Tue May 22, 2012
For first time in years, Milwaukee schools hire agriculture teacher
For the first time in more than twenty years, a school in the Milwaukee Public School district will hire an agriculture teacher.
The last agriculture program in the Milwaukee Public School District closed shop in the early 1990s. But now, Vincent High School, in northwest Milwaukee is re-embracing its ag education heritage with a modern twist. It's offering classes this fall that will focus mostly on urban agriculture. Lauren Baker is the Milwaukee Public School District's career and technical education coordinator. She says this will be new territory for many kids.
"This is going to be an introduction to a whole new world, kids who like chemistry know there’s a place to apply it, kids who like biology realize they have fields they can go into in this sort of burgeoning industry," she says.
Milwaukee isn’t alone among cities that are either considering, or already have, urban agriculture programs in the public schools. Jeff Hicken is an Agriculture Education Consultant with the Wisconsin Department of Public Instruction. He says Chicago has had a program for several years, while Philadelphia, and Lincoln, Nebraska are in the early stages of developing their own.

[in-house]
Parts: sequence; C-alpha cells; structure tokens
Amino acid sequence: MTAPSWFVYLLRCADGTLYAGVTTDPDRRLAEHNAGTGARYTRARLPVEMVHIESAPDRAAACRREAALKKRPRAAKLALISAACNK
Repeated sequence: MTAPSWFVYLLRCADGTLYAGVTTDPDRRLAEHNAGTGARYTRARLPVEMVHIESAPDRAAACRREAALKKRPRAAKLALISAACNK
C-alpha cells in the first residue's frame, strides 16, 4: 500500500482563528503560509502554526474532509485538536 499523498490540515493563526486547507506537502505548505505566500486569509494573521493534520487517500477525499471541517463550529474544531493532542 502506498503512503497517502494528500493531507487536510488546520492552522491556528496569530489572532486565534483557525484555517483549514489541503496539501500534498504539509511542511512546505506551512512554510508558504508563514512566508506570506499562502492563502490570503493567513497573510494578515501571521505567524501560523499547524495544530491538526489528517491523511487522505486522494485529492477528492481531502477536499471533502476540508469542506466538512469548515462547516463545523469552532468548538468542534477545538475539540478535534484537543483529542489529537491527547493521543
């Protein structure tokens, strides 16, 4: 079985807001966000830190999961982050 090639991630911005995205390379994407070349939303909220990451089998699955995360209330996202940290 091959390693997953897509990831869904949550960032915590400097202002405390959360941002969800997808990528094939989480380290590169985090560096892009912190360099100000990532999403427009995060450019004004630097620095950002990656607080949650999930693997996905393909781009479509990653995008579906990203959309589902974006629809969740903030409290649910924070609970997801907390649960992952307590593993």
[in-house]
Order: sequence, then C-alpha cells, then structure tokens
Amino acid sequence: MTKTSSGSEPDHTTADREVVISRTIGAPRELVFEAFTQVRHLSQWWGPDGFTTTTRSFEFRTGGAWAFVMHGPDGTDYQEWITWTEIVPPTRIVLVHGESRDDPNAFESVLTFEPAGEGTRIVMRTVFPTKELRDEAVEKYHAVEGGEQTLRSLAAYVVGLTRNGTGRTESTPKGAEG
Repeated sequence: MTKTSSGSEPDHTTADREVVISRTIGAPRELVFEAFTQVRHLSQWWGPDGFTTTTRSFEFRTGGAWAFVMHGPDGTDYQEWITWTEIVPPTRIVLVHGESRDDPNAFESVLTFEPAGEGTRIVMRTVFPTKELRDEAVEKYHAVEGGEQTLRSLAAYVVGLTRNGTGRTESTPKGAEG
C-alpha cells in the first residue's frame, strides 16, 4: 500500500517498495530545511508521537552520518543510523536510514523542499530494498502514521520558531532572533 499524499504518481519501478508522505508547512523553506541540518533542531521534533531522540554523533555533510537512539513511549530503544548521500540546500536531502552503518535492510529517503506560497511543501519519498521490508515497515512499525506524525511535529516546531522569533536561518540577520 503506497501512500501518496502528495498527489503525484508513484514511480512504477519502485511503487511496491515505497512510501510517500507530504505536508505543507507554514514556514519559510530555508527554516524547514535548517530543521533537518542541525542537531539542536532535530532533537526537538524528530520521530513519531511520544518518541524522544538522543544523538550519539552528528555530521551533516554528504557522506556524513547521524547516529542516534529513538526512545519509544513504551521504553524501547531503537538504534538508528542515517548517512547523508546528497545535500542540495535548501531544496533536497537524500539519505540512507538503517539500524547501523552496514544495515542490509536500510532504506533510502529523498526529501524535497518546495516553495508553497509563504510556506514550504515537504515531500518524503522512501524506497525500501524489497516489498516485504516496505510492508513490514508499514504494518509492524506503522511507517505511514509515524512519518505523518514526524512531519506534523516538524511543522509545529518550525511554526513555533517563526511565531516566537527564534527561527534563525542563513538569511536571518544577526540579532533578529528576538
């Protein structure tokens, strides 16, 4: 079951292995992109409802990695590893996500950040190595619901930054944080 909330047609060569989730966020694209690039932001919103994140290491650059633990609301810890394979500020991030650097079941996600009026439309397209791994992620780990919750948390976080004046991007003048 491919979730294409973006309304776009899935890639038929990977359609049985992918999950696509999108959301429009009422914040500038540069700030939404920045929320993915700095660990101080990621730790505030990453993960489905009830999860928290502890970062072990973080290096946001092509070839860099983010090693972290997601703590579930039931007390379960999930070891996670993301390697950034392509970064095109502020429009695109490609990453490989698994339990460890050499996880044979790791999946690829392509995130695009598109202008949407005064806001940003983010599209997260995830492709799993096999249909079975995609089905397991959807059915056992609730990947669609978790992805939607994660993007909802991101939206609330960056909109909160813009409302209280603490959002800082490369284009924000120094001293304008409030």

"This is big for us, we’re extremely excited about this," he says. "You know if we look at title urban with Milwaukee coming on, we have a program in Oshkosh, we have a program in Green Bay, and Eau Claire.
Hicken says while Vincent High School will again offer agriculture classes this fall, there are no immediate plans to start up a Future Farmers of America chapter at the school.